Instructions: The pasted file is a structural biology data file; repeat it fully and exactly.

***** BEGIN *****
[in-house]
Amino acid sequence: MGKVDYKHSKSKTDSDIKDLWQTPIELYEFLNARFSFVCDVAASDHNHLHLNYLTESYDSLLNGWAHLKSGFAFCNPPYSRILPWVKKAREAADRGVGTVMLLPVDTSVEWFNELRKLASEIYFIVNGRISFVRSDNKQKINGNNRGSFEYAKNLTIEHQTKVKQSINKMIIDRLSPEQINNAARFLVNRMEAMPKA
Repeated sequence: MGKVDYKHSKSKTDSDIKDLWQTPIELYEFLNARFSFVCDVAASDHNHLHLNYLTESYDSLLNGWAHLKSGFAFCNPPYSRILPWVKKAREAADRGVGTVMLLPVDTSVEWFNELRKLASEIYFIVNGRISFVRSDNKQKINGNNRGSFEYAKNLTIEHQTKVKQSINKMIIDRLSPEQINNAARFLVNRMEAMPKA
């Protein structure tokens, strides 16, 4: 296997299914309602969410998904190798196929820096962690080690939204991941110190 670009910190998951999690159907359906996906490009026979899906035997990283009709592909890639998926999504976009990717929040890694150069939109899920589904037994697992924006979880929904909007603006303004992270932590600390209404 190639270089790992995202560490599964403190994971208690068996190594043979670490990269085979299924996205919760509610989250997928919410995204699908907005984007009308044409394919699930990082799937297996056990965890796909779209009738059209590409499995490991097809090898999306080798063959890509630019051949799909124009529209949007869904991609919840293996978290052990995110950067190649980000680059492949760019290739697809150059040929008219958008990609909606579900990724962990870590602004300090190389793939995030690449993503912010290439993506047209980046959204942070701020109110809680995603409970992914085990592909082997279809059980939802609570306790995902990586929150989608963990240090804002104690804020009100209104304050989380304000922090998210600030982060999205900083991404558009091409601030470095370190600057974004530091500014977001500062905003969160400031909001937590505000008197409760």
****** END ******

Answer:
[in-house]
Amino acid sequence: MGKVDYKHSKSKTDSDIKDLWQTPIELYEFLNARFSFVCDVAASDHNHLHLNYLTESYDSLLNGWAHLKSGFAFCNPPYSRILPWVKKAREAADRGVGTVMLLPVDTSVEWFNELRKLASEIYFIVNGRISFVRSDNKQKINGNNRGSFEYAKNLTIEHQTKVKQSINKMIIDRLSPEQINNAARFLVNRMEAMPKA
Repeated sequence: MGKVDYKHSKSKTDSDIKDLWQTPIELYEFLNARFSFVCDVAASDHNHLHLNYLTESYDSLLNGWAHLKSGFAFCNPPYSRILPWVKKAREAADRGVGTVMLLPVDTSVEWFNELRKLASEIYFIVNGRISFVRSDNKQKINGNNRGSFEYAKNLTIEHQTKVKQSINKMIIDRLSPEQINNAARFLVNRMEAMPKA
């Protein structure tokens, strides 16, 4: 296997299914309602969410998904190798196929820096962690080690939204991941110190 670009910190998951999690159907359906996906490009026979899906035997990283009709592909890639998926999504976009990717929040890694150069939109899920589904037994697992924006979880929904909007603006303004992270932590600390209404 190639270089790992995202560490599964403190994971208690068996190594043979670490990269085979299924996205919760509610989250997928919410995204699908907005984007009308044409394919699930990082799937297996056990965890796909779209009738059209590409499995490991097809090898999306080798063959890509630019051949799909124009529209949007869904991609919840293996978290052990995110950067190649980000680059492949760019290739697809150059040929008219958008990609909606579900990724962990870590602004300090190389793939995030690449993503912010290439993506047209980046959204942070701020109110809680995603409970992914085990592909082997279809059980939802609570306790995902990586929150989608963990240090804002104690804020009100209104304050989380304000922090998210600030982060999205900083991404558009091409601030470095370190600057974004530091500014977001500062905003969160400031909001937590505000008197409760």